Vivisection, Part Two: The Moral Justification of Vivisection

In Vivisection, Part One: The “Necessity” of Vivisection, I discussed the problems surrounding the claim that the use of nonhumans in biomedical experiments is, as a factual matter, “necessary” to get data needed for purposes of human health. In this essay, I want to explore briefly the argument that even if animal use is necessary in the sense that we need to use nonhumans to get vital data, we cannot justify using nonhumans for this purpose.

Humans and nonhumans alike have an interest in not being used in biomedical experiments. We accord all humans a right not to be used as non-consenting subjects in such experiments even though it would be more efficient to use humans as this would obviate the difficulties that I discussed in the earlier essay about extrapolating results from nonhumans to humans and the other problems that make animal research problematic and unreliable from a scientific perspective.

When we say that humans have a “right” not to be used for these purposes, this means simply that the interest of humans in not being used as non-consenting subjects in experiments will be protected even if the consequences of using them would be very beneficial for the rest of us. The question, then, is why do we think that it is morally acceptable to use nonhumans in experiments but not to use humans?

As a historical matter, there are three primary reasons that have been advanced for claiming that it is morally acceptable to use nonhumans in situations in which we would not regard it as permissible to use any humans.

The first reason is that animals are not sentient. For example, French philosopher René Descartes (1596-1650) maintained that animals are nothing more than automatons, or robots, created by God. According to Descartes, animals do not possess souls, which are required for consciousness, and, therefore, they cannot experience pain, pleasure, or any other sensation or emotion. Descartes also pointed to the fact that animals do not use verbal or sign language as an indication of their lack of consciousness. If Descartes were correct, then we could no more speak sensibly about animals having interests than we could about clocks having interests, and it would be absurd to talk about our having any moral or legal obligations to animals.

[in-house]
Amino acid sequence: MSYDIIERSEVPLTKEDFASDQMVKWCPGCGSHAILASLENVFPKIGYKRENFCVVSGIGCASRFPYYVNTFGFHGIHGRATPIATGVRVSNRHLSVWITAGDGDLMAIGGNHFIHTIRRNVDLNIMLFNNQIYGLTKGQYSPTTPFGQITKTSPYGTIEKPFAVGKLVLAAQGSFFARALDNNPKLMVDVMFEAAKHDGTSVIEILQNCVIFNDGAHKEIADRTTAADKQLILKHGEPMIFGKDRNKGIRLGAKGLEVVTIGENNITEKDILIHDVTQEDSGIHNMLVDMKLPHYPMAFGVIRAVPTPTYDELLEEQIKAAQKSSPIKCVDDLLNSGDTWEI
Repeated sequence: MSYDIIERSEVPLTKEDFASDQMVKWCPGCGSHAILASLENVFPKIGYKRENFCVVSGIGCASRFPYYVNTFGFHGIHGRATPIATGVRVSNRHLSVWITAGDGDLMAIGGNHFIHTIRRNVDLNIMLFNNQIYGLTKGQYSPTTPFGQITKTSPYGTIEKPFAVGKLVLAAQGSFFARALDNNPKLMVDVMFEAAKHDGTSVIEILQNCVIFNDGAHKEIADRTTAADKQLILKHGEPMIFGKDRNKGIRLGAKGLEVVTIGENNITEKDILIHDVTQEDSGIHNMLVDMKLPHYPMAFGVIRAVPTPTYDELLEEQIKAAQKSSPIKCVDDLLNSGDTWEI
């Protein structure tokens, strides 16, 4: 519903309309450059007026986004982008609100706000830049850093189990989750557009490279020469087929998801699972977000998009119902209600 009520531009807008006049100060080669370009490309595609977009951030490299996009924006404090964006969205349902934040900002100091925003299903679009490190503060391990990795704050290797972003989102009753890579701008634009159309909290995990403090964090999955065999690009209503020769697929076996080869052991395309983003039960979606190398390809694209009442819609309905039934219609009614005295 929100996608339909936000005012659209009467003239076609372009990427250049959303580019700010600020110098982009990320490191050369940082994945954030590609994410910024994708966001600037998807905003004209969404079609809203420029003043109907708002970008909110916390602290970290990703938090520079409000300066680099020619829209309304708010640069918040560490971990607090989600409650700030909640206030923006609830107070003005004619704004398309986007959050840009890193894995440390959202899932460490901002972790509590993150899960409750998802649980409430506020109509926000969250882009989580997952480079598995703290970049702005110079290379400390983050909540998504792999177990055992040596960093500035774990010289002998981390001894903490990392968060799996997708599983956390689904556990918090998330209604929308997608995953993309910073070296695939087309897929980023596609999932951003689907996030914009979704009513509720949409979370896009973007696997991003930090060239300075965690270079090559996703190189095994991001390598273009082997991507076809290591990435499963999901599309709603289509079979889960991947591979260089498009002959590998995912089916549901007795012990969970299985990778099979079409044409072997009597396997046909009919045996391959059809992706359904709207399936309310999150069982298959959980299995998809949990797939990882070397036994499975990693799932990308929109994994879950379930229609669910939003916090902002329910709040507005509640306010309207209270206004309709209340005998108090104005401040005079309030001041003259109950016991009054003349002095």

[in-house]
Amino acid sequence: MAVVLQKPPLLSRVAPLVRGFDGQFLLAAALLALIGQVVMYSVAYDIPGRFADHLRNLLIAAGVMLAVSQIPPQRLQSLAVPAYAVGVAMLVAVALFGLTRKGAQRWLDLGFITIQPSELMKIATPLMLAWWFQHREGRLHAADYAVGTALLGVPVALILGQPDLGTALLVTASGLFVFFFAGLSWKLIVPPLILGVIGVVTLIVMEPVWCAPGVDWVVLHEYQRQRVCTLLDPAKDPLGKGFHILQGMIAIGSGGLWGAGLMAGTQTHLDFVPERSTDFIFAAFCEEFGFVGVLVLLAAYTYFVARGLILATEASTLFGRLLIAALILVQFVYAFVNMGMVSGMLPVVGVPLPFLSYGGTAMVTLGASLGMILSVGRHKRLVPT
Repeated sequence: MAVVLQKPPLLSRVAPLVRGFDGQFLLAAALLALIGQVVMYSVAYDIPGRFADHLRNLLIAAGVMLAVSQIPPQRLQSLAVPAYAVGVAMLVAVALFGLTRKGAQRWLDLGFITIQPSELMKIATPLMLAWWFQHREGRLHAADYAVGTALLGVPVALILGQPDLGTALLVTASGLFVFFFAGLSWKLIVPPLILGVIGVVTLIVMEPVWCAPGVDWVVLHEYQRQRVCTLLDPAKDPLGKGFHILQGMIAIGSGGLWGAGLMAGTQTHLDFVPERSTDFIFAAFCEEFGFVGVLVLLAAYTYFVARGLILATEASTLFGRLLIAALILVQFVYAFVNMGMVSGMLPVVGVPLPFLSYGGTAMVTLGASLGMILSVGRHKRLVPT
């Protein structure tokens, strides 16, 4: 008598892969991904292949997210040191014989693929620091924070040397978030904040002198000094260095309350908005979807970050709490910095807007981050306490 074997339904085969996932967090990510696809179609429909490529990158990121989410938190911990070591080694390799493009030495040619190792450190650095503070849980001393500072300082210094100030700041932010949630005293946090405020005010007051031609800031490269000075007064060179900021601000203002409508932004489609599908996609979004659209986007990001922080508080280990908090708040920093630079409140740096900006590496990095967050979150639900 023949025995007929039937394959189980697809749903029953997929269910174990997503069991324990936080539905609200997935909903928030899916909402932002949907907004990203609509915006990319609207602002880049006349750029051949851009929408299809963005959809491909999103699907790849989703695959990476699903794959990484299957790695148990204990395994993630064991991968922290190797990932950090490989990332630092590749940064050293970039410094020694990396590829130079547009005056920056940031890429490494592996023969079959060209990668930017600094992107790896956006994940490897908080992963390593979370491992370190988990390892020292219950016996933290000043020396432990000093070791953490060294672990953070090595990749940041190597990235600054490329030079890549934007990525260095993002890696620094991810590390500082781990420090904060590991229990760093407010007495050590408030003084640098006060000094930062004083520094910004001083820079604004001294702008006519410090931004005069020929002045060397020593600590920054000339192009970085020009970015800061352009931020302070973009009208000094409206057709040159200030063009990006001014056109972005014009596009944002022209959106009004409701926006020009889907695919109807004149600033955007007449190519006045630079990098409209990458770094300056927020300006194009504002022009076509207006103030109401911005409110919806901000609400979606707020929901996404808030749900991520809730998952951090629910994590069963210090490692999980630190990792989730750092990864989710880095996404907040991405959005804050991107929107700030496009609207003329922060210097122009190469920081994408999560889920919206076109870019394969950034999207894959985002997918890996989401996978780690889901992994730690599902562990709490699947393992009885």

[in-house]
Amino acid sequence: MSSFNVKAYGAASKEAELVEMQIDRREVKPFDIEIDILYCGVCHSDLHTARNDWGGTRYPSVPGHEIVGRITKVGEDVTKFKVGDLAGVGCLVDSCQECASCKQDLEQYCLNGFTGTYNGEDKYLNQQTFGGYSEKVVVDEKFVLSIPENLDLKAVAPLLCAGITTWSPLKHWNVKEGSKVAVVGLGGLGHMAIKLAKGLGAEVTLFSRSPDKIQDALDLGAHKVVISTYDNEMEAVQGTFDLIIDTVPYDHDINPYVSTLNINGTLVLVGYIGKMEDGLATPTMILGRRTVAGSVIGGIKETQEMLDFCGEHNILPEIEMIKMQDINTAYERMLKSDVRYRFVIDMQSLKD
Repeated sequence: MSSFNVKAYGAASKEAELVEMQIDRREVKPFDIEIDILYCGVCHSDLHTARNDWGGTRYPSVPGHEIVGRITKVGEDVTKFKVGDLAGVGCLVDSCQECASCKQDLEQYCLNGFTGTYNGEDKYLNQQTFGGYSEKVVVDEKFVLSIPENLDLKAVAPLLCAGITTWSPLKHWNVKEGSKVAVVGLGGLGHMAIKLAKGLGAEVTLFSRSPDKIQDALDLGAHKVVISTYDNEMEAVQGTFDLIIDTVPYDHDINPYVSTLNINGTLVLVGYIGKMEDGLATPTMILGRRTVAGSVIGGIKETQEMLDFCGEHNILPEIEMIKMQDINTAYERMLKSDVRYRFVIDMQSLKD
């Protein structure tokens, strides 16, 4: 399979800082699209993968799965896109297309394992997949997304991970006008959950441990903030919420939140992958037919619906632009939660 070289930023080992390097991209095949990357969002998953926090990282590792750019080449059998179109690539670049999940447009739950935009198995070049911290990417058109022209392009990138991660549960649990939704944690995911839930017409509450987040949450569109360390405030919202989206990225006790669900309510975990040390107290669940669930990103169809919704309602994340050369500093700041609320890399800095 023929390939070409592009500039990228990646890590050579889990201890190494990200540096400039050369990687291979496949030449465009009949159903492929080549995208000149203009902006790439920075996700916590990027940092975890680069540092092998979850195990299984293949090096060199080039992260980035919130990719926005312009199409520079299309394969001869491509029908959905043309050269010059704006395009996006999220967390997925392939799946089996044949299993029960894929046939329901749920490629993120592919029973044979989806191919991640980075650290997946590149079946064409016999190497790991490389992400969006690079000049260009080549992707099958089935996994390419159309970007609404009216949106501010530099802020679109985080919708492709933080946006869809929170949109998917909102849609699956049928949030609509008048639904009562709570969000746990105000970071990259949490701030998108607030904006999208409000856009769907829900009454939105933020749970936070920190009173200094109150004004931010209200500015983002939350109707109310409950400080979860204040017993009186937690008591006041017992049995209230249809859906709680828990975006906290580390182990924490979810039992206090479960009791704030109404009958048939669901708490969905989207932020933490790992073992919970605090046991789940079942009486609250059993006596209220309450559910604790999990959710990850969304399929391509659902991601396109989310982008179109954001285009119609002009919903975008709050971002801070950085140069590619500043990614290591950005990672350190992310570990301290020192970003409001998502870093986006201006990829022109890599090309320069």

I do not think that anyone, with the exception of a few philosophers who enjoy academic controversy for its own sake, maintains any longer that animals are not sentient. Indeed, the entire foundation of anticruelty laws and statutes like the Animal Welfare Act is that animals are sentient and, therefore, do have interests in not suffering.

The second reason is that, although animals are sentient and have an interest in not suffering, they lack “souls” or are otherwise the “spiritual inferiors” of humans and God has granted us permission to use them for our purposes. This belief has not only served historically as an important part of our justification for exploiting nonhumans, but it is of contemporary relevance in a world that increasingly embraces fundamentalist religious ideologies. Although I certainly think that the morality of animal use can be examined even within such ideologies, I also think that such a discussion is tangential to the topic at hand because most scientists and researchers who defend animal experiments do not rely on religious justifications, at least not explicitly.

The third and primary reason is that, although animals are sentient and have an interest in not suffering, we can ignore that interest when it benefits us to do so because animals lack some characteristic supposedly unique to humans—most usually a cognitive characteristic—and are thereby the “natural inferiors” of humans. That is, there is some qualitative cognitive distinction between humans and nonhumans that supposedly justifies our treating animals exclusively as means to our ends. The list of characteristics that are supposedly possessed only by humans includes self-consciousness, reason, abstract thought, emotion, the ability to communicate with symbolic language, and the capacity for moral behavior.